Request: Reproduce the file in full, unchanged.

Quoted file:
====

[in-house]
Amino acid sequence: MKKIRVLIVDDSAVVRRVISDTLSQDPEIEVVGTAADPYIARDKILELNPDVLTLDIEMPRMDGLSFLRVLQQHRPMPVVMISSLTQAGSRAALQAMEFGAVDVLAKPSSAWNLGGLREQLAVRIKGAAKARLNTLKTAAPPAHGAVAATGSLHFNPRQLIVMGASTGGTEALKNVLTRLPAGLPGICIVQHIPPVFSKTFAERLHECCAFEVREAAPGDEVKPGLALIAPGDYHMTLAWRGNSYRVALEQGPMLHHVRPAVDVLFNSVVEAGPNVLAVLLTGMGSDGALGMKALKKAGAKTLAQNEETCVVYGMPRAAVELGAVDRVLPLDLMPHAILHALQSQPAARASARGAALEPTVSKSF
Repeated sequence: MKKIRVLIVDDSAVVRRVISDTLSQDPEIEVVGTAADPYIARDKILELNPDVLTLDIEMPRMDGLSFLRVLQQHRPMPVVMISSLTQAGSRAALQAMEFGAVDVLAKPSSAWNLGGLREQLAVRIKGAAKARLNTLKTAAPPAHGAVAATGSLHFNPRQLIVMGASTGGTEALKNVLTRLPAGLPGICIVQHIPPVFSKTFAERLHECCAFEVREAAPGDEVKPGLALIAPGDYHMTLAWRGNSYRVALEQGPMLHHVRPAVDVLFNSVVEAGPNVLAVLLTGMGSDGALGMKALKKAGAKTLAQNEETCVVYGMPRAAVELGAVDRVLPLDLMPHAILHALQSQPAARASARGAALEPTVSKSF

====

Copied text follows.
[in-house]
Amino acid sequence: MKKIRVLIVDDSAVVRRVISDTLSQDPEIEVVGTAADPYIARDKILELNPDVLTLDIEMPRMDGLSFLRVLQQHRPMPVVMISSLTQAGSRAALQAMEFGAVDVLAKPSSAWNLGGLREQLAVRIKGAAKARLNTLKTAAPPAHGAVAATGSLHFNPRQLIVMGASTGGTEALKNVLTRLPAGLPGICIVQHIPPVFSKTFAERLHECCAFEVREAAPGDEVKPGLALIAPGDYHMTLAWRGNSYRVALEQGPMLHHVRPAVDVLFNSVVEAGPNVLAVLLTGMGSDGALGMKALKKAGAKTLAQNEETCVVYGMPRAAVELGAVDRVLPLDLMPHAILHALQSQPAARASARGAALEPTVSKSF
Repeated sequence: MKKIRVLIVDDSAVVRRVISDTLSQDPEIEVVGTAADPYIARDKILELNPDVLTLDIEMPRMDGLSFLRVLQQHRPMPVVMISSLTQAGSRAALQAMEFGAVDVLAKPSSAWNLGGLREQLAVRIKGAAKARLNTLKTAAPPAHGAVAATGSLHFNPRQLIVMGASTGGTEALKNVLTRLPAGLPGICIVQHIPPVFSKTFAERLHECCAFEVREAAPGDEVKPGLALIAPGDYHMTLAWRGNSYRVALEQGPMLHHVRPAVDVLFNSVVEAGPNVLAVLLTGMGSDGALGMKALKKAGAKTLAQNEETCVVYGMPRAAVELGAVDRVLPLDLMPHAILHALQSQPAARASARGAALEPTVSKSF